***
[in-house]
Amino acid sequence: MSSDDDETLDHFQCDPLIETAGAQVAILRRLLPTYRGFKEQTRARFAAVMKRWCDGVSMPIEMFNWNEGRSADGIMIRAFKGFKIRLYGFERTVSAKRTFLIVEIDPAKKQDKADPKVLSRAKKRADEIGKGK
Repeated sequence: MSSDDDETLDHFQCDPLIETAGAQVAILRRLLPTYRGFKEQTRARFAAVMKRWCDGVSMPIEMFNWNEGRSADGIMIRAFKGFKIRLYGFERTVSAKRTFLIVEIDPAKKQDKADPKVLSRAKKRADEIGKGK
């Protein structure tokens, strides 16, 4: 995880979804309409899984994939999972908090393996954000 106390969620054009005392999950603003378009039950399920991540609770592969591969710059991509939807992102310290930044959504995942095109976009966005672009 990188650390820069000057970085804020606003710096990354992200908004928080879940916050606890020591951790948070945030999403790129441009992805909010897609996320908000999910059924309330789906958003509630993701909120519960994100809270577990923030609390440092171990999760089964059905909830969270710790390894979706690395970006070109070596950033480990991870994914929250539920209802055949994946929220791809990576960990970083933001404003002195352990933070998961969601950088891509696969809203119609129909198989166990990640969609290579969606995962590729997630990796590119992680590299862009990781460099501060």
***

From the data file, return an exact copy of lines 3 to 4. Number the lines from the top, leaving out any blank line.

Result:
Repeated sequence: MSSDDDETLDHFQCDPLIETAGAQVAILRRLLPTYRGFKEQTRARFAAVMKRWCDGVSMPIEMFNWNEGRSADGIMIRAFKGFKIRLYGFERTVSAKRTFLIVEIDPAKKQDKADPKVLSRAKKRADEIGKGK
């Protein structure tokens, strides 16, 4: 995880979804309409899984994939999972908090393996954000 106390969620054009005392999950603003378009039950399920991540609770592969591969710059991509939807992102310290930044959504995942095109976009966005672009 990188650390820069000057970085804020606003710096990354992200908004928080879940916050606890020591951790948070945030999403790129441009992805909010897609996320908000999910059924309330789906958003509630993701909120519960994100809270577990923030609390440092171990999760089964059905909830969270710790390894979706690395970006070109070596950033480990991870994914929250539920209802055949994946929220791809990576960990970083933001404003002195352990933070998961969601950088891509696969809203119609129909198989166990990640969609290579969606995962590729997630990796590119992680590299862009990781460099501060």